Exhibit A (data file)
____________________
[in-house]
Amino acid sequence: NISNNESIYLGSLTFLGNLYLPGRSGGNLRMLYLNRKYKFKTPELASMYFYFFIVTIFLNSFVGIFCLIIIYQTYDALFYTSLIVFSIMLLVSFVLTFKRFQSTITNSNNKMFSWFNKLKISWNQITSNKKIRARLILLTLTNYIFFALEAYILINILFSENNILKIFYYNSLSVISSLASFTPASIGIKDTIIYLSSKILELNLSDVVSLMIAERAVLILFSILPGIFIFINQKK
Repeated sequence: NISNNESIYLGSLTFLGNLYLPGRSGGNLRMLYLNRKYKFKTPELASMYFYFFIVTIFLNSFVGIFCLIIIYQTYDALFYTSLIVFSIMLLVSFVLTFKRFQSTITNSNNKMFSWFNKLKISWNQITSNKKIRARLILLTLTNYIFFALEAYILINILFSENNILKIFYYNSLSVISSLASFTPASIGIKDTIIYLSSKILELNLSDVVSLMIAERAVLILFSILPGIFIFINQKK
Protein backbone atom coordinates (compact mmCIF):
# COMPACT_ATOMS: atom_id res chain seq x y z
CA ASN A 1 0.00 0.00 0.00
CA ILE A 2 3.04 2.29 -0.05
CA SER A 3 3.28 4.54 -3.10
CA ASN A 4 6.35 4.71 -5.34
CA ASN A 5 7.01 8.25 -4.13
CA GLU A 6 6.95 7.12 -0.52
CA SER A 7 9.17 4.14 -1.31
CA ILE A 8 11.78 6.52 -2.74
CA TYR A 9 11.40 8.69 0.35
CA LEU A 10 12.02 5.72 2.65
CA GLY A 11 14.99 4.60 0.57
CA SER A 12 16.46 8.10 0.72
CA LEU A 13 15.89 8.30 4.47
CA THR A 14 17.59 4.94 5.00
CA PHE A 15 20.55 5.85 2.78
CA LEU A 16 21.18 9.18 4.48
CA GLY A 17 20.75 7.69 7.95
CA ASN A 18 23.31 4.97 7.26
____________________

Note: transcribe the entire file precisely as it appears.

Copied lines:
[in-house]
Amino acid sequence: NISNNESIYLGSLTFLGNLYLPGRSGGNLRMLYLNRKYKFKTPELASMYFYFFIVTIFLNSFVGIFCLIIIYQTYDALFYTSLIVFSIMLLVSFVLTFKRFQSTITNSNNKMFSWFNKLKISWNQITSNKKIRARLILLTLTNYIFFALEAYILINILFSENNILKIFYYNSLSVISSLASFTPASIGIKDTIIYLSSKILELNLSDVVSLMIAERAVLILFSILPGIFIFINQKK
Repeated sequence: NISNNESIYLGSLTFLGNLYLPGRSGGNLRMLYLNRKYKFKTPELASMYFYFFIVTIFLNSFVGIFCLIIIYQTYDALFYTSLIVFSIMLLVSFVLTFKRFQSTITNSNNKMFSWFNKLKISWNQITSNKKIRARLILLTLTNYIFFALEAYILINILFSENNILKIFYYNSLSVISSLASFTPASIGIKDTIIYLSSKILELNLSDVVSLMIAERAVLILFSILPGIFIFINQKK
Protein backbone atom coordinates (compact mmCIF):
# COMPACT_ATOMS: atom_id res chain seq x y z
CA ASN A 1 0.00 0.00 0.00
CA ILE A 2 3.04 2.29 -0.05
CA SER A 3 3.28 4.54 -3.10
CA ASN A 4 6.35 4.71 -5.34
CA ASN A 5 7.01 8.25 -4.13
CA GLU A 6 6.95 7.12 -0.52
CA SER A 7 9.17 4.14 -1.31
CA ILE A 8 11.78 6.52 -2.74
CA TYR A 9 11.40 8.69 0.35
CA LEU A 10 12.02 5.72 2.65
CA GLY A 11 14.99 4.60 0.57
CA SER A 12 16.46 8.10 0.72
CA LEU A 13 15.89 8.30 4.47
CA THR A 14 17.59 4.94 5.00
CA PHE A 15 20.55 5.85 2.78
CA LEU A 16 21.18 9.18 4.48
CA GLY A 17 20.75 7.69 7.95
CA ASN A 18 23.31 4.97 7.26